Battle of the albums: Hip-hop vs. Rap
By Shelsie Duncan
This past summer has been an eventful one for music, especially when discussing Rap.
Many artists have been competing for the top spot and some have had no problem calling out their competition.
Kendrick Lamar’s verse on Big Sean’s single, “Control,” raised eyebrows when he single handedly “dissed” artists like Drake, Meek Mill and Big Sean.
Some of the artists who were put on the spot fired back, but others just let their music do the talking instead. Many albums and mix-tapes were released, but there were a few in particular that really took the spotlight and have been deemed some of the best albums this year, thus far.
J. Cole, Kanye West, Jay-Z and Drake have been highly praised and even bashed in different ways. These four albums are sure to spark debate between Hip-Hop and Rap fanatics, and Kean students weren’t shy about hiding their opinions as well.
One of the most popular rappers to date, Jay-Z, dropped his latest album, “Magna Carta Holy Grail,” on July 4, and because of his name, it was expected to sell in abundance.
Although the overall reaction to Magna Carta was good, some felt that it didn’t live up to their standards.
“I’ve seen Jay-Z do better, but I guess he’s at this point in life where he’s already set,” said Eric Phillips, a freshman. “He doesn’t really need to do anything else. He’s just making albums to let people know he’s still here.”
Others felt that Jay-Z’s album was up to par and even though it may have not been the best album of the year, it stayed true to his growth and lifestyle.
Charles Curtis III, a senior, believed that Jay-Z’s album should be respected simply because his lyrics were plausible and credible.
“I feel like Jay-Z has a different level to his music now,” Curtis said. “As he gets older, his music gets more Mature. He raps about where he is now.”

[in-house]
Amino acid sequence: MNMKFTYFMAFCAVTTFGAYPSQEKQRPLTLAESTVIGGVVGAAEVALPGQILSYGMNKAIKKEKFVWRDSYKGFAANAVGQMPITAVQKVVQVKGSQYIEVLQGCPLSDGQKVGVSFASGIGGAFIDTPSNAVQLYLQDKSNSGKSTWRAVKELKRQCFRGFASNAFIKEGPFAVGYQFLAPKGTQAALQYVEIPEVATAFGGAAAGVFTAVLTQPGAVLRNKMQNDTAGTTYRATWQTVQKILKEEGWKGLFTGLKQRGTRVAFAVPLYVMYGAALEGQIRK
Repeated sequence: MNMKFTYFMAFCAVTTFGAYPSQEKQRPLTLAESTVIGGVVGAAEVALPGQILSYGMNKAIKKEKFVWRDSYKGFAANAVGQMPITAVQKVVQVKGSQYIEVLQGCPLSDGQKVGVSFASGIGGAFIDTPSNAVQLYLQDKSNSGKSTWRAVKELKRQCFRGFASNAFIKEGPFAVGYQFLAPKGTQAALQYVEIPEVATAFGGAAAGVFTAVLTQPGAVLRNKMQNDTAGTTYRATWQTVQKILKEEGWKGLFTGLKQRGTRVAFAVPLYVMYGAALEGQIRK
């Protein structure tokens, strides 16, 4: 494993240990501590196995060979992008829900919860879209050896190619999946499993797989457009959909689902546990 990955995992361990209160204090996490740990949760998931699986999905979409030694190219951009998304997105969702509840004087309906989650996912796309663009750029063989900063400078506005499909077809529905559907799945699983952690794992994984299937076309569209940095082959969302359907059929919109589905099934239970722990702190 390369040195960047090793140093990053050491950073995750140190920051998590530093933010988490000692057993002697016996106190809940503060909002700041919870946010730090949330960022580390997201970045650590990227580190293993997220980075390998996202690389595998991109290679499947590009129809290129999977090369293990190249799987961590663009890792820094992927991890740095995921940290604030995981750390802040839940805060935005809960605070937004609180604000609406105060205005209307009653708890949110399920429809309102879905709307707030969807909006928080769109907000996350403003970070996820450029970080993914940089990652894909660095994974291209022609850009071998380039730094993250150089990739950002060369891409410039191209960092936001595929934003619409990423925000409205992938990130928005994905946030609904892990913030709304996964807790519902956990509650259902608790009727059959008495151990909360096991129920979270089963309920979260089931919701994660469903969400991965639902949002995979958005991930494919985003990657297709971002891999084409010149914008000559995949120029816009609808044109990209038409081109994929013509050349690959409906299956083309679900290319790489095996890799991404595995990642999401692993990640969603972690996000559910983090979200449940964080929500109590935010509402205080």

For some, Jay-Z’s mature lyrics and lifestyle were hard to follow and un-relatable. Some students even admitted to having to look up things mentioned in his album in order to fully understand exactly what he was talking about.
However, Magna Carta wasn’t the most misunderstood album out of the pact.
Jay-Z’s prodigy, Kanye West, dropped one of the most controversial albums of his career. Titled “Yeezuz,” a play on the religious figure Jesus.
The album left many scratching their heads. Not only did the title leave some uneasy, but the overall concept was not well received. “He’s a lost soul,” “I didn’t get it” and “I’m over it,” were phrases that students weren’t shy or apprehensive about using.
“I’m a Christian, so I feel like Kanye went off the chart with some of the things he says in this album,” Phillips said. “Him calling himself Yeezuz was inappropriate to me.”
Curtis also had a problem with the overall theme. He defined it as “dark” and that its messages were close to some type of “devil worship.” Even with the controversial lyrics, many could not deny the single “Blood on the Leaves.”
Kean students found the beat and the lyrics the most intriguing compared to the other songs on the album.
Dropped just about a week before Yeezuz, J.Cole’s highly anticipated album hit the shelves and the overall response from Kean students was mixed. Some glorified Cole for the beats he used, his lyrics and his overall flow.
While others like Quinton Davis, a senior, felt that he showed no real improvements from his previous works. He claimed that “It was good, but it showed no real growth.”
Senior Joel Reyes felt otherwise. “It was definitely deep, it was like he was able to make good music without being like every other artist,” Reyes said. “It’s like he had an inspiration to say something that actually meant something.”
Phillips believed that compared to Jay-Z’s Magna Carta, J.Cole’s album shined brighter because of its relatable lyrics.
“I do believe J. Cole’s album was more based on real life, in which more people can relate to,” Phillips said. “When you can relate to something, you can enjoy it more. Nobody really knows or can relate to how Jay-Z lives.”
Meanwhile, “Nothing was the same,” Drake’s third studio album, dropped on Sept. 24, but was leaked to the internet about a week prior to release. Many Kean students were thrilled with the outcome and praised Drake for yet again delivering a successful album.
“It could be played from beginning to end without skipping songs,” said senior Dahlia Wesley.
The single “Come Thru” was a common favorite. Students loved its wordplay and especially, the beat. In fact, the beats included on this album, for a lot of students, was what won their hearts over.
His versatile style and ability to switch from singing to rapping put him above the bunch and even though the album has been out for the shortest period of time in relation to the others, it didn’t take much time to grow on its audience.
There’s still time left in the year to debate on which album should be the best. Regardless, these four albums have been thoroughly discussed, debated, praised and bashed, but still manage to have the spotlight for their different sounds and styles.